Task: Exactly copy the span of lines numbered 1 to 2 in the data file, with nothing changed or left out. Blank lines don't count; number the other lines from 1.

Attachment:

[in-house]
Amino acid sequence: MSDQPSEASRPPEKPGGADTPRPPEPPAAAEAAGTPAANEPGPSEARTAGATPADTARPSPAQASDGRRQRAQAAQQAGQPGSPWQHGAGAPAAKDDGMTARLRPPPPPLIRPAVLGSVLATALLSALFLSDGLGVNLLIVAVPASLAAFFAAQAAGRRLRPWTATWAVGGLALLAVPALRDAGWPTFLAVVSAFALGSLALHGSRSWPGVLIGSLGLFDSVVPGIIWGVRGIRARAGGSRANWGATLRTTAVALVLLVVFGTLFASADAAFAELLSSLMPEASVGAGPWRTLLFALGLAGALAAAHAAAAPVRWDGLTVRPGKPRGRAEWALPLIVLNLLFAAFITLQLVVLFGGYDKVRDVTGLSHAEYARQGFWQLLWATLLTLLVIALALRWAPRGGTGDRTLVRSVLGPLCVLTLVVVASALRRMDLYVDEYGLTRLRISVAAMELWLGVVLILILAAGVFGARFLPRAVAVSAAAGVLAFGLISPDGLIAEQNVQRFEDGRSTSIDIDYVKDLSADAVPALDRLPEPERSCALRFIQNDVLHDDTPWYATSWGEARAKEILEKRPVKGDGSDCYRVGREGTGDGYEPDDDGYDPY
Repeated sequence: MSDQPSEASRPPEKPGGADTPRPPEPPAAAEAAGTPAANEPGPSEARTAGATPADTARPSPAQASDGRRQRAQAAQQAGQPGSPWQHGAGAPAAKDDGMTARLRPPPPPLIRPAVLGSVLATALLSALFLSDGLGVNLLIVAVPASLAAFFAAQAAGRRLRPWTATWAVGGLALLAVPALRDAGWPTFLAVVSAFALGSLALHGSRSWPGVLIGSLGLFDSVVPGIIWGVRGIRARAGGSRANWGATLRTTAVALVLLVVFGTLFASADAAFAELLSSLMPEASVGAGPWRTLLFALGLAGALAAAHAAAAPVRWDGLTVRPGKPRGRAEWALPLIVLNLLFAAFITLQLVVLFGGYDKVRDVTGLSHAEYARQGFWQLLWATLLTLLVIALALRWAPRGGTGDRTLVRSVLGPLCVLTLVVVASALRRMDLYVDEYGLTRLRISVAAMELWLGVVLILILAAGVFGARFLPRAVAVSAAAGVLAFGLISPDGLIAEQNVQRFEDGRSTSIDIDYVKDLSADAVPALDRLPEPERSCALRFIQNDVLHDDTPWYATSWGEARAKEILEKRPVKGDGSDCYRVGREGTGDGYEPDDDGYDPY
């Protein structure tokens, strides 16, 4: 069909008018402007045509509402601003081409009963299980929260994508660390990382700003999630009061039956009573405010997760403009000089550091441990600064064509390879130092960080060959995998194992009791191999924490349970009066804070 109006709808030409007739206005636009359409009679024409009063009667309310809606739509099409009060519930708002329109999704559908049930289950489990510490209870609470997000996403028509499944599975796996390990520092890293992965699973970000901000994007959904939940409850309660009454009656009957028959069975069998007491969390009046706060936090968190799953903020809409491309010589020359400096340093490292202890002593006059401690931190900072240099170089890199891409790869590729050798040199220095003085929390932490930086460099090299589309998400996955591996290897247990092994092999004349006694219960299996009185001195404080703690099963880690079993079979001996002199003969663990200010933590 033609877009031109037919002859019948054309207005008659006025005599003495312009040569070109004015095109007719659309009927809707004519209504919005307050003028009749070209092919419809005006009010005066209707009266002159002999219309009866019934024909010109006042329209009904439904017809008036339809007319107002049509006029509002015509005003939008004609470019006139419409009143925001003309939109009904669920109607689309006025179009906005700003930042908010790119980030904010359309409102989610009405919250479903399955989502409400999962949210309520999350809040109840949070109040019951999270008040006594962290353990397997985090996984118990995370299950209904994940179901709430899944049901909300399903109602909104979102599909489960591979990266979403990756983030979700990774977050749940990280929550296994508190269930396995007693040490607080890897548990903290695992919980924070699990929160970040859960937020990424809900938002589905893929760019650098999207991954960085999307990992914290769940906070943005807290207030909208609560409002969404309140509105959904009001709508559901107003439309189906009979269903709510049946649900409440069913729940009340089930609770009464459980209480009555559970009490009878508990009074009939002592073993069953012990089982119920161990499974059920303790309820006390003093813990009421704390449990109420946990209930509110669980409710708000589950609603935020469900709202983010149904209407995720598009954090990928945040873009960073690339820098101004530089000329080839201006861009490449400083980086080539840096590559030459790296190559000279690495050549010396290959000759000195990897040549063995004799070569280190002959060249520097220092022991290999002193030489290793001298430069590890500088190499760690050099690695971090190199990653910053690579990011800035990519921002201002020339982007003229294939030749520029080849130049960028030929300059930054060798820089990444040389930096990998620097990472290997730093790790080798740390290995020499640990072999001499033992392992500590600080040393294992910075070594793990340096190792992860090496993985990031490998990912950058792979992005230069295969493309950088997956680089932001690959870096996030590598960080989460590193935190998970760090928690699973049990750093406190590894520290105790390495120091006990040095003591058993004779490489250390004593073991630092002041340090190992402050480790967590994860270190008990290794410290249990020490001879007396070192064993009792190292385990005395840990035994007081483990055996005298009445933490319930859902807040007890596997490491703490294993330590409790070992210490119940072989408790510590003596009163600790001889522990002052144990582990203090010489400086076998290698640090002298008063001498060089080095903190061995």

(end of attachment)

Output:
[in-house]
Amino acid sequence: MSDQPSEASRPPEKPGGADTPRPPEPPAAAEAAGTPAANEPGPSEARTAGATPADTARPSPAQASDGRRQRAQAAQQAGQPGSPWQHGAGAPAAKDDGMTARLRPPPPPLIRPAVLGSVLATALLSALFLSDGLGVNLLIVAVPASLAAFFAAQAAGRRLRPWTATWAVGGLALLAVPALRDAGWPTFLAVVSAFALGSLALHGSRSWPGVLIGSLGLFDSVVPGIIWGVRGIRARAGGSRANWGATLRTTAVALVLLVVFGTLFASADAAFAELLSSLMPEASVGAGPWRTLLFALGLAGALAAAHAAAAPVRWDGLTVRPGKPRGRAEWALPLIVLNLLFAAFITLQLVVLFGGYDKVRDVTGLSHAEYARQGFWQLLWATLLTLLVIALALRWAPRGGTGDRTLVRSVLGPLCVLTLVVVASALRRMDLYVDEYGLTRLRISVAAMELWLGVVLILILAAGVFGARFLPRAVAVSAAAGVLAFGLISPDGLIAEQNVQRFEDGRSTSIDIDYVKDLSADAVPALDRLPEPERSCALRFIQNDVLHDDTPWYATSWGEARAKEILEKRPVKGDGSDCYRVGREGTGDGYEPDDDGYDPY